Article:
he Obama administration is now entering its second week of celebration over the 7.1 million Americans who signed up for insurance through Obamacare’s exchanges. The administration also claims an additional 8 million Medicaid enrollees and 3 million young people who can now stay on their parents’ policies. Those numbers have been widely debunked, of course — the number of newly insured Americans is probably much closer to 3 to 4 million total.
But beyond the debate over top-line numbers, there remains something troubling about the administration’s celebration of “success,” for the Affordable Care Act will dramatically expand Americans’ dependence on government.
Start with those 7.1 million signing up through exchanges. When critics point out that the policies available on the exchanges are often more expensive than many policies sold before Obamacare, ACA advocates point to subsidies that reduce what many enrollees actually pay. In fact, according to the Center for Medicare and Medicaid Services and outside organizations such as the Kaiser Family Foundation, somewhere in the range of 80 percent, and as many as 83 percent, of those enrolling received a subsidy to help pay for their insurance. That could amount to some 5 to 5.5 million people, depending on how many of those who selected plans actually pay premiums.
And it’s not as though those subsidies are going only to the poor, who otherwise could not afford insurance. Although more generous to those earning 250 percent of the poverty line ($58,875 for a family of four), some level of subsidy is available up to 400 percent of poverty ($94,200 for a family of four). In fact, taking into account various income disregards, some families with even higher incomes could receive a subsidy. The Congressional Budget Office estimates that as many as 700,000 people with incomes more than three times the poverty level will receive a subsidy next year.
Subsidies, of course, do not actually reduce the cost of those insurance plans, but simply shift part of that cost from the purchaser to taxpayers. Moreover, since the Rand Corporation estimates that it’s possible as few as 858,000 enrollees were previously uninsured, millions of Americans who were paying for their own insurance have now moved onto the government dole. While it would generally be unfair to blame people for taking advantage of what is being offered to them, especially when Obamacare may have forced them out of their previous policies involuntarily, it doesn’t change the reality on the ground. The number of Americans dependent on government transfers will increase.
Obamacare’s Medicaid expansion represents an even more obvious enlargement of the welfare state. Using CMS figures for enrollment through March 1 and extrapolating for enrollment last month, it is likely that only 3 to 4 million of the projected 8 million Medicaid enrollees are new signups. (The others are part of the normal churn within the Medicaid program.) Even so, this represents a 5.2 percent increase in the number of Americans on Medicaid. In some states, such as West Virginia, Vermont, and Massachusetts, more than one out of every five people will be receiving Medicaid.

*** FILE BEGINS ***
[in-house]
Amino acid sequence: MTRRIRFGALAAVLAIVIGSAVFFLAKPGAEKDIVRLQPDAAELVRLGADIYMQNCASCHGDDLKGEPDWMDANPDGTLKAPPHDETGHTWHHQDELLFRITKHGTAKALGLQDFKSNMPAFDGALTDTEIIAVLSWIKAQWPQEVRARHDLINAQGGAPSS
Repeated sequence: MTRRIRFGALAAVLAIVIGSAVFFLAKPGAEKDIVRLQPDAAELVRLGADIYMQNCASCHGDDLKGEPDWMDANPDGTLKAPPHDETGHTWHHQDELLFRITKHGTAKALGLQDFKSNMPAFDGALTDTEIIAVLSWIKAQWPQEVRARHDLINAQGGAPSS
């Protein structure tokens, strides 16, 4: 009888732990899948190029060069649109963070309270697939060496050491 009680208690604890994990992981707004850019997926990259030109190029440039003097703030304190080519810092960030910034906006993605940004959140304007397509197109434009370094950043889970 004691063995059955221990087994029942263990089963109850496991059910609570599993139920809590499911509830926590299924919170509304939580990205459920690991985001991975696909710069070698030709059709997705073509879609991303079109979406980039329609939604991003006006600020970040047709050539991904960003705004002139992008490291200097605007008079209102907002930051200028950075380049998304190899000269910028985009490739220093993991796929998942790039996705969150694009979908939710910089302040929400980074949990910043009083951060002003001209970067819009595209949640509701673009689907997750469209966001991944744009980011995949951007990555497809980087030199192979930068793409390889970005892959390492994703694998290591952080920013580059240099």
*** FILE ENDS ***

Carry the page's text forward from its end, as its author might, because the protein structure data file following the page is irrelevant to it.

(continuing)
The evidence suggests that at least some of those new Medicaid recipients had private insurance before, but either were dumped by their employers or chose to go on “free” insurance. The Robert Wood Johnson Foundation, long a supporter of Medicaid, has amply documented this “crowd-out effect,” concluding that in some cases, loss of private insurance could completely offset the increased gains from Medicaid expansion. And a study for the National Bureau of Economic Research, one of whose authors was Jonathan Gruber of MIT, an architect of Obamacare, found that from 1996 to 2002, for every 100 children who received coverage through Medicaid or SCHIP, 60 lost private insurance. This is bad news not just for taxpayers but for the recipients themselves, since they are trading down to an inferior insurance plan.
No one knows yet how many Obamacare Medicaid recipients dropped private coverage as a result of the ACA, but some data suggest that it could be quite high. For example, a study for the Veterans Administration found that as many as 82 percent of working adults who enroll in Medicaid under Obamacare will have had private insurance. They are simply moving from good insurance that they had to pay for to lousy insurance paid for by someone else.
Obamacare, then, is less a health-insurance program than a gigantic wealth transfer.
Even before Obamacare, the American welfare state was threatening to swallow up more and more of us. In 1965, just 22 percent of all federal spending was transfer payments. Today the figure has doubled to 44 percent. In 1965, transfer payments from the federal government were equivalent to less than 10 percent of wages and salaries. As recently as 2000, that percentage was just 21 percent. Today transfer payments are almost 35 percent of salaries and wages. If one counts government employees and contractors as well as recipients of government programs, more than half of Americans receive at least half of their income from the government.
Government dependency is not a good thing. Obviously, it’s bad for taxpayers and economic growth when the welfare state becomes ever more unaffordable. As Margaret Thatcher reputedly said, “Eventually you run out of other people’s money.” But it is also bad for those who are trapped in a system that makes it harder for them to achieve and become all they might be.
Obamacare will make this worse. And that’s nothing to celebrate.
This article appeared in the National Review (Online)